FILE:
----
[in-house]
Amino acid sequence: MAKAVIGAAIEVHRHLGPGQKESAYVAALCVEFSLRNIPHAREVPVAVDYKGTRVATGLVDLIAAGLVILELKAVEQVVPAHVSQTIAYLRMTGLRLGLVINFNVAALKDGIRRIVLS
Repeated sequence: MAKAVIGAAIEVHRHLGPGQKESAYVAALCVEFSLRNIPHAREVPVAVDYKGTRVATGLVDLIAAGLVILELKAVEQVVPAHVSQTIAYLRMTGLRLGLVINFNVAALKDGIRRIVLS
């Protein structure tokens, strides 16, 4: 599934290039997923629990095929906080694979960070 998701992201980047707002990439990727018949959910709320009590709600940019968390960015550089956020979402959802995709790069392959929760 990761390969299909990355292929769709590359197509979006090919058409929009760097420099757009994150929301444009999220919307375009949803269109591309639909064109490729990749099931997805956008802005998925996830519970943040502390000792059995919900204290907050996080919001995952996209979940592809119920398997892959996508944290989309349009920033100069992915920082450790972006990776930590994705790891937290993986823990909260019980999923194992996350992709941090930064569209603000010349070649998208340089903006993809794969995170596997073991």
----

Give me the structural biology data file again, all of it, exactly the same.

[in-house]
Amino acid sequence: MAKAVIGAAIEVHRHLGPGQKESAYVAALCVEFSLRNIPHAREVPVAVDYKGTRVATGLVDLIAAGLVILELKAVEQVVPAHVSQTIAYLRMTGLRLGLVINFNVAALKDGIRRIVLS
Repeated sequence: MAKAVIGAAIEVHRHLGPGQKESAYVAALCVEFSLRNIPHAREVPVAVDYKGTRVATGLVDLIAAGLVILELKAVEQVVPAHVSQTIAYLRMTGLRLGLVINFNVAALKDGIRRIVLS
């Protein structure tokens, strides 16, 4: 599934290039997923629990095929906080694979960070 998701992201980047707002990439990727018949959910709320009590709600940019968390960015550089956020979402959802995709790069392959929760 990761390969299909990355292929769709590359197509979006090919058409929009760097420099757009994150929301444009999220919307375009949803269109591309639909064109490729990749099931997805956008802005998925996830519970943040502390000792059995919900204290907050996080919001995952996209979940592809119920398997892959996508944290989309349009920033100069992915920082450790972006990776930590994705790891937290993986823990909260019980999923194992996350992709941090930064569209603000010349070649998208340089903006993809794969995170596997073991």